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Africa: Climate Change, Poverty Still a Threat to Women’s Development – Officials

Africa: Climate Change, Poverty Still a Threat to Women’s Development – Officials

Climate change, poverty and stereotypes are among issues identified as main challenges that are still hindering women’s development in Africa.

This was highlighted by members of Pan-African Movement (PAM) – Rwanda Chapter as they addressed the media on Friday, July 29, ahead of Africa Women’s Day.

Africa Women’s Day is celebrated annually on July 31 across the continent to recognise and affirm the role of women in advancing the social and economic status of their continent, and prepare young women in Africa to build greater families, peace, as they prepare to be great leaders by connecting them with women influencers in the aspiring fields.

According to the President of National Women Council, Belancille Nyirajyambere, Africa can hardly fully develop when women are still facing issues like climate change and poverty.

“As key actors in sustaining families, building community resilience and responding to climate-related disasters, women tend to make decisions for the utilisation of core resources in the interests of families, communities and children. This implies that they are more affected by climate change than men,” she said.

Executive Secretary of National Women Council, Jackline Kamanzi Masabo, said not recognising women’s role in development, even if it is unpaid care work, remains a challenge and slows not only their development but families too.

“Most families do not understand the principles of harmony and equality such as sharing and valuing housework, affecting women back at home. Everybody deserves value and respect,” she said.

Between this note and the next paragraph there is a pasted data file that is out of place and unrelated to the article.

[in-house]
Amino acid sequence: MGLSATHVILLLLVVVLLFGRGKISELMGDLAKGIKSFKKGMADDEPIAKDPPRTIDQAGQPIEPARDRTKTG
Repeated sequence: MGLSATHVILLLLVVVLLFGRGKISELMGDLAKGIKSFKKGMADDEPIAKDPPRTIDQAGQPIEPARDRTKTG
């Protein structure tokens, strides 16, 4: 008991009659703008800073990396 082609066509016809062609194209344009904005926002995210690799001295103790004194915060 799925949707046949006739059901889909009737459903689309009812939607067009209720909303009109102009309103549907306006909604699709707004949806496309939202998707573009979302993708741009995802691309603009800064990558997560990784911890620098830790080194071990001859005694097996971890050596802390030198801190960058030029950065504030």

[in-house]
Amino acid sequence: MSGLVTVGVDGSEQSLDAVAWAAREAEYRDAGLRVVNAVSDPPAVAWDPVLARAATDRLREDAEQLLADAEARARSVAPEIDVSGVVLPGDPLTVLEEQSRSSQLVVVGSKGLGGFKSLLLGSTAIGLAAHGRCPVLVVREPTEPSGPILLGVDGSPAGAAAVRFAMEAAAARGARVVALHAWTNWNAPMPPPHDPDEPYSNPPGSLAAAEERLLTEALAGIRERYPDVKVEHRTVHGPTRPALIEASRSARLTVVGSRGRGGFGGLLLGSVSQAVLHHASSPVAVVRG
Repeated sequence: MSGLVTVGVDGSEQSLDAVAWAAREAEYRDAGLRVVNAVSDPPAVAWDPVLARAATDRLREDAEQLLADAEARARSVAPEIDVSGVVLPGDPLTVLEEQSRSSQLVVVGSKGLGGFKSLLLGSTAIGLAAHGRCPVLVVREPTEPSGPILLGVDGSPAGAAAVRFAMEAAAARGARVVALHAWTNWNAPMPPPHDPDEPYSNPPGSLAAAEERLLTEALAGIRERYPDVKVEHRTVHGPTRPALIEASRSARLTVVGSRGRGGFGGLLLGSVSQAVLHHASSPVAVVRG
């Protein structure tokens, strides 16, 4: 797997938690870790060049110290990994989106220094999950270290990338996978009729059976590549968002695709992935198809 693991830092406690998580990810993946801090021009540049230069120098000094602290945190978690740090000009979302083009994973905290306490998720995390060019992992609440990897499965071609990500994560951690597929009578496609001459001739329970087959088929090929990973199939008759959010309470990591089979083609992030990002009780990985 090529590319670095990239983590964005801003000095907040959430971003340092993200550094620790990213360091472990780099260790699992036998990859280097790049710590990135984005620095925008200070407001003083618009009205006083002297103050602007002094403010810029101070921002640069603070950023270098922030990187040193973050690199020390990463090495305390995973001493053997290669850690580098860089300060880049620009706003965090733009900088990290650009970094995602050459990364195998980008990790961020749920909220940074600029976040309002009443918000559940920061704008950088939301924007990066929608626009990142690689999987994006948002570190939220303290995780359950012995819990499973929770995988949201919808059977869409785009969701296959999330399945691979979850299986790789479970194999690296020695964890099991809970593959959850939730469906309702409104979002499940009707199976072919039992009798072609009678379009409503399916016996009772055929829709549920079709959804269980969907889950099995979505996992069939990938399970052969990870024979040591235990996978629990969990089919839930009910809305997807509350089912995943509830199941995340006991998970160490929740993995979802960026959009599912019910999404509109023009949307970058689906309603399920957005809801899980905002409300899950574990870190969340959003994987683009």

The vice chairperson of PAM Rwanda, Twagirimana Epimake, said the role of women in the development of Africa is very evident and there is a need to maintain it.

“When the rights of women are abused, since they are the heart of home, so much is damaged at home, community and the continent,” Twagirimana said.

According to the World Economic Forum’s Global Gender Gap Report 2022, Rwanda advanced one place in bridging gender inequality globally at 81.1 percent and remains the leading country in Africa.

Rwanda will for the first time celebrate Africa Women’s Day, where participants, mostly women, will be sharing success stories with other countries about issues such as; good governance that allows them to participate in leadership, there will also be testimonies of women who have made it in career, among others.

Women will also be discussing several issues that still hinder their development, share perspectives and testimonies about the road to sustainable development.Read the original article on New Times.

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WiLDAF, Sub Regional Office for West Africa was established in April 1997. It is part of a pan African women’s rights network established in 1990, initially based in Harare, but now based in Lomé, Togo. It dedicated to promoting and strengthening strategies which link law and development to increase women’s participation and influence at the community, national and international levels.

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